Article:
A vulnerability in the hugely popular online game Fortnite enjoyed by 80 million people worldwide has been revealed that could compromise the user ‘s account, personal information and credit card details.
Researchers at Check Point Software revealed details of the vulnerabilities which would provide full access to a user’s account and even allow them to listen in on in-game chatter as well as conversations with the victim’s home.
This isn’t the first time the popular game has been targeted by scams. Previous threats put Fortnite’s in-game currency at risk.
In the past, players had also been tricked into logging into fake websites that could also generate V-Buck in-game currency without even handing over any login details.
Check Point Software researchers said the weakness existed in the Fortnite user login process.
Three vulnerabilities were found in Epic Games’ web infrastructure. Researchers were able to recreate the token-based authentication process used with the Single Sign On (SSO) systems including Facebook, Google and Xbox.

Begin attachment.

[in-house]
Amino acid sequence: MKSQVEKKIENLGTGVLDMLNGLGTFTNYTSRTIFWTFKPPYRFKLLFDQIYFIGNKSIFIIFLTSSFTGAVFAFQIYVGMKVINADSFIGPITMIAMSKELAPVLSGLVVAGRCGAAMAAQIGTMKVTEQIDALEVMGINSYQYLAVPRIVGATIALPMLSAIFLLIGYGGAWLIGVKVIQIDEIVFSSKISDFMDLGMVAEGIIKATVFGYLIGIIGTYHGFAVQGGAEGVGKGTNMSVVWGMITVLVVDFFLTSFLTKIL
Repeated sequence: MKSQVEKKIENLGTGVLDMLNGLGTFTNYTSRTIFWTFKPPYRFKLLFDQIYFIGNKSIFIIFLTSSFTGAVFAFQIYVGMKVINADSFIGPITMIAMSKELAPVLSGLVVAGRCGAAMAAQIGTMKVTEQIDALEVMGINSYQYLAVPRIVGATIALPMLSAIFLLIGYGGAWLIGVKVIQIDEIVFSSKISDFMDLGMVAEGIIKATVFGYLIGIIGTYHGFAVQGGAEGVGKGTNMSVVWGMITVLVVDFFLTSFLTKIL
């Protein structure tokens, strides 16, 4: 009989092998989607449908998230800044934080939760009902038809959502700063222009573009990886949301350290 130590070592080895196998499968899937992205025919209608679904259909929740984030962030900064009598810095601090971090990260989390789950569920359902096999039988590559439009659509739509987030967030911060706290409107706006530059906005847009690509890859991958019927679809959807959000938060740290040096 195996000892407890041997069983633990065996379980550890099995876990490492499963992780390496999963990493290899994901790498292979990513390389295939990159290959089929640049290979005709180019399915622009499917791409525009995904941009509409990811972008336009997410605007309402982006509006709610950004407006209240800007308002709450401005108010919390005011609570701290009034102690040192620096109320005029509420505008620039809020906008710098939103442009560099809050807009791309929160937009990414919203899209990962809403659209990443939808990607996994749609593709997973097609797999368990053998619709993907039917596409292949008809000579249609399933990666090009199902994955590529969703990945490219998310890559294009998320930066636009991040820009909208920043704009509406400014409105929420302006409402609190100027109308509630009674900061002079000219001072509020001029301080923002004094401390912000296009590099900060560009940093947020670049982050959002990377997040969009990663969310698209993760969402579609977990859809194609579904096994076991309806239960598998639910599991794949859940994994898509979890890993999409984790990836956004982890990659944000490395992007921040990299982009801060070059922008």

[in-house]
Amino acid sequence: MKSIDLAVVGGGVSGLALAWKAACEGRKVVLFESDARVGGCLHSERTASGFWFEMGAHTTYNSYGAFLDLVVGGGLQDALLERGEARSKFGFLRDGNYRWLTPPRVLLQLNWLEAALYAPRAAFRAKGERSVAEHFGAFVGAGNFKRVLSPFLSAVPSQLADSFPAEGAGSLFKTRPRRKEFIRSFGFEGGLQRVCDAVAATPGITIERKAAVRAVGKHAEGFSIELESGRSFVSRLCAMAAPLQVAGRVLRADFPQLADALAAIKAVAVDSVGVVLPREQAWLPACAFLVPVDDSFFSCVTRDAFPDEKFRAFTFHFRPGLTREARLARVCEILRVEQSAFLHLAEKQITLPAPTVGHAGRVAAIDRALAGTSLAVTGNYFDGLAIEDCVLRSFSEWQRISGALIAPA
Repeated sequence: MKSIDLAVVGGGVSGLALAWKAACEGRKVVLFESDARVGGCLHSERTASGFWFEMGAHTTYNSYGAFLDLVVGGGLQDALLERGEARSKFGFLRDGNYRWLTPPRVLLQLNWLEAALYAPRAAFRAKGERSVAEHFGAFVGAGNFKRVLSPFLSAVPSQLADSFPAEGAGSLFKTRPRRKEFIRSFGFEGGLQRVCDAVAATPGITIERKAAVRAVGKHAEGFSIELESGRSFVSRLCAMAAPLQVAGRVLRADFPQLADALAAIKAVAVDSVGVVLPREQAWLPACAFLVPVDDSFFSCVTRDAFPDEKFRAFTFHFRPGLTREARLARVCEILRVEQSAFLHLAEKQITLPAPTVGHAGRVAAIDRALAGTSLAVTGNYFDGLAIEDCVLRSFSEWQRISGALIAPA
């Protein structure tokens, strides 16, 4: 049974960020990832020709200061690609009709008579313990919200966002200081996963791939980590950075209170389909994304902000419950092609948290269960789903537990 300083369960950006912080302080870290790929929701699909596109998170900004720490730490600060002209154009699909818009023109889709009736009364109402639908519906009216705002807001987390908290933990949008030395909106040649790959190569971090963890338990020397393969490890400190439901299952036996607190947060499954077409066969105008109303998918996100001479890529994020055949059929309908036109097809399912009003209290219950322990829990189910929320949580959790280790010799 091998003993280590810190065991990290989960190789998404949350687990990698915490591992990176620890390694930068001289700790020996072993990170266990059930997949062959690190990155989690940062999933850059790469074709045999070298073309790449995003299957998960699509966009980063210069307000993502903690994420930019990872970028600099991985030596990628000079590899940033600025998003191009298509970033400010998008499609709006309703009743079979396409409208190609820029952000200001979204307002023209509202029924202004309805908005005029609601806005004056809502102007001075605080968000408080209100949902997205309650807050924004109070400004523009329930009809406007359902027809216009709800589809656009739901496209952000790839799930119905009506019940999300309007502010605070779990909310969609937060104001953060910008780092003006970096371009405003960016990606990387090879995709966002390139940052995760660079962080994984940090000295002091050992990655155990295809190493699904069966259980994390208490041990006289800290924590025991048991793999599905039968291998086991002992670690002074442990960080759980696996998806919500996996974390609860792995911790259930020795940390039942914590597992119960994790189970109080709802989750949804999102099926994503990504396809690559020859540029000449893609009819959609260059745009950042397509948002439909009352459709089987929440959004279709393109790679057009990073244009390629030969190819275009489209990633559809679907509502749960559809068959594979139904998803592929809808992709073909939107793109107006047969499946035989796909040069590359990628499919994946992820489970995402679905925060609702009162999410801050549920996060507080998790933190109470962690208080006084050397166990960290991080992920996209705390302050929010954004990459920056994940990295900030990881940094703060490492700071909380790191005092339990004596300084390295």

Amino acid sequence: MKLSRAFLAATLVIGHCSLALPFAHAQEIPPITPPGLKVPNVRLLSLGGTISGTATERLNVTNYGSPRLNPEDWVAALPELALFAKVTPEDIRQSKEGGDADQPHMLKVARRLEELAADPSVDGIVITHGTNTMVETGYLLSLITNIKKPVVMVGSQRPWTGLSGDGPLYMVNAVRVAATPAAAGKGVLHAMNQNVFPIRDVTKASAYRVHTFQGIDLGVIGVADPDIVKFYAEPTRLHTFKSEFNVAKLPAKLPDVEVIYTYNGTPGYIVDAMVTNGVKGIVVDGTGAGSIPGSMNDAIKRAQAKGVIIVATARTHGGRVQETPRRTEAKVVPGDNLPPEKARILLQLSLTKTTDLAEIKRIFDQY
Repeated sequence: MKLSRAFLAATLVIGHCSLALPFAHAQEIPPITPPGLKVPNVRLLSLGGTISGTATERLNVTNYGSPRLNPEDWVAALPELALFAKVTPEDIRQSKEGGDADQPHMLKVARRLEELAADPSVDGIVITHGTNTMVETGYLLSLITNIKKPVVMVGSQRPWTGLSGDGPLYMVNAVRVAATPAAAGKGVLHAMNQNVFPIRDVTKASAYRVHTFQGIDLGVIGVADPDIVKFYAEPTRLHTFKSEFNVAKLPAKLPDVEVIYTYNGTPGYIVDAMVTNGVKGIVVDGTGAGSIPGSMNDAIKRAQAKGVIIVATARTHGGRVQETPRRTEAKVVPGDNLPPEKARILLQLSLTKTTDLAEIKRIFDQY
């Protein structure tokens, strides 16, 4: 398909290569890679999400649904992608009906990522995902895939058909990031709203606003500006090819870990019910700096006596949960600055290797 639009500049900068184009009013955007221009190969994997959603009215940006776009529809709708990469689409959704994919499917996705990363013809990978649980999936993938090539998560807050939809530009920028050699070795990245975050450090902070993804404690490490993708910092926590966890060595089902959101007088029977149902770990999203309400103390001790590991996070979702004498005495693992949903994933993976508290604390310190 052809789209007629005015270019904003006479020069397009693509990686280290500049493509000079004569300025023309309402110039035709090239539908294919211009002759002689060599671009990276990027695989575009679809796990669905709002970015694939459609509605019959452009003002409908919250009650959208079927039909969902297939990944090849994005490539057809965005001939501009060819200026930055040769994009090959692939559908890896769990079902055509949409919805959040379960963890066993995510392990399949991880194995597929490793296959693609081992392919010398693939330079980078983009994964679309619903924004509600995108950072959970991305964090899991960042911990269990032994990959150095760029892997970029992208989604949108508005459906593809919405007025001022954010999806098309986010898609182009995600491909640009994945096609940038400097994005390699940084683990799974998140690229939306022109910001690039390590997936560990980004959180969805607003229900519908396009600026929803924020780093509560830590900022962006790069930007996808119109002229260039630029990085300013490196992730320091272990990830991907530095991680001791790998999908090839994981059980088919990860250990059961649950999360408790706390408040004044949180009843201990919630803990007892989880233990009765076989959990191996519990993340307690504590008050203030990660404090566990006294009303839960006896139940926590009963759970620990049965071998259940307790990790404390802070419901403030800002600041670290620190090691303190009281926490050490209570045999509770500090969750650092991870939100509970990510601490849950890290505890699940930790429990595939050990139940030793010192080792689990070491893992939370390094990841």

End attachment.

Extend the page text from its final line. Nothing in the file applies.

To become a victim, all players needed to do was click on a phishing link coming from an Epic Games domain.
If this link is clicked, the user’s Fortnite authentication token could be captured by the attacker without the need for the user to enter login credentials.
Check Point notified Epic Games about the vulnerability which is now been amended.
But users are advised to take care when exchanging information digitally, to be wary when engaging with others online and to check to see whether links are valid before clicking.
To minimise the threat, users are encouraged to establish two factor authentication which requires a security code sent to your email address whenever logging into your account from a new device.
“Fortnite is one of the most popular games played mainly by kids. These flaws provided the ability for a massive invasion of privacy,” said Oded Vanunu, head of products vulnerability research for Check Point.
“Together with the vulnerabilities we recently found in the platforms used by drone manufacturer DJI, show how susceptible cloud applications are to attacks and breaches.
“These platforms are being increasingly targeted by hackers because of the huge amounts of sensitive customer data they hold. Enforcing two-factor authentication could mitigate this account takeover vulnerability.”